Welcoming the New Chinese Outbound Tourists. Guest relationships with Chinese visitors in the 2020s
Welcoming the New Chinese Outbound Tourists.
Guest relationships with Chinese visitors in the 2020s
Wolfgang Georg Arlt
Price: 128 Euro (incl. VAT)
eBook and pdf
"This is an acutely observed and insightful book by an extensively travelled tourism expert. Sometimes challenging, occasionally outspoken but always faultlessly relevant, it is an important new resource for anyone interested in 21st-century travel. Global economies and societies must confront seismic challenges as a result of the pandemic. In this context, a return to recognisable tourism is far from certain. In the difficult period ahead, China will play a central role in shaping tourism’s path out of the destruction wrought by COVID-19. Written as the dark events of 2020 unfolded, Prof. Arlt charts the high-octane development of Chinese outbound travel, examines the multiple challenges now facing tourism worldwide, and posits a much-needed evolution in cross-cultural innovation for an unpredictable era."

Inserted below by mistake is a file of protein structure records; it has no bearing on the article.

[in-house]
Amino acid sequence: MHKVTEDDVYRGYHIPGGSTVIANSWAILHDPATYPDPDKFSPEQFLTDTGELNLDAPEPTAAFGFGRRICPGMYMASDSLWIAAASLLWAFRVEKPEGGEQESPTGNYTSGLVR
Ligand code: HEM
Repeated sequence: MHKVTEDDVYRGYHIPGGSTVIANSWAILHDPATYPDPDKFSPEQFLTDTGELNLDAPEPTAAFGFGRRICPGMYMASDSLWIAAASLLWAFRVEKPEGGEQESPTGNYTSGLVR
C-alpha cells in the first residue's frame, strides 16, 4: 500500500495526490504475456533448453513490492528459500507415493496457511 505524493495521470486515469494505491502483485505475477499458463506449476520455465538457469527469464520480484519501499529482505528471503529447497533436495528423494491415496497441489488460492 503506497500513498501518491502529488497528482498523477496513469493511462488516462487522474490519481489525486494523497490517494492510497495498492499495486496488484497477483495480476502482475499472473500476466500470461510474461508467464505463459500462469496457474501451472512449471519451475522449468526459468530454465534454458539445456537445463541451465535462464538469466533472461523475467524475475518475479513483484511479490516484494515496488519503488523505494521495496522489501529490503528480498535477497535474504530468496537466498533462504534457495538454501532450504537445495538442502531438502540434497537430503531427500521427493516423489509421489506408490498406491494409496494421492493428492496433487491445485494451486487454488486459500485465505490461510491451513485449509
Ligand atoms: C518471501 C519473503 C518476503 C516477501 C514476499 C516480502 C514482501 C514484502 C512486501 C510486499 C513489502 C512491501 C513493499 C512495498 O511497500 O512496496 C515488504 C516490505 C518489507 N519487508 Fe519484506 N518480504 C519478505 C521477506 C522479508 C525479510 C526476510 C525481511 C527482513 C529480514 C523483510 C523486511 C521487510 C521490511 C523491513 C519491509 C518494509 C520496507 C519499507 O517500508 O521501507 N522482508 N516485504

Gary Bowerman, Director, Check-in Asia, Author: The New Chinese Traveler: Business Opportunities from the Chinese Travel Revolution (2014)
Tourism post-CoViD-19 will have to move towards a new paradigm, adding levels of TRUST and SATISFACTION to the KPIs of destinations and tourism service providers. WOM² - Word of Mouth and Word of Mouse - recommendation marketing based on customer-focused product adaptation and digitalisation needs to gain more attention and government support instead of ineffective social media marketing.
This is especially the case for the Chinese outbound market, which was and will again be responsible for one out of eight international trips. Post-CoViD-19 Chinese travellers will choose their outbound destinations and activities more than ever according to their feeling of being truly welcome and of getting services and experiences tailor-made for their special interests, their families, and their cultural background.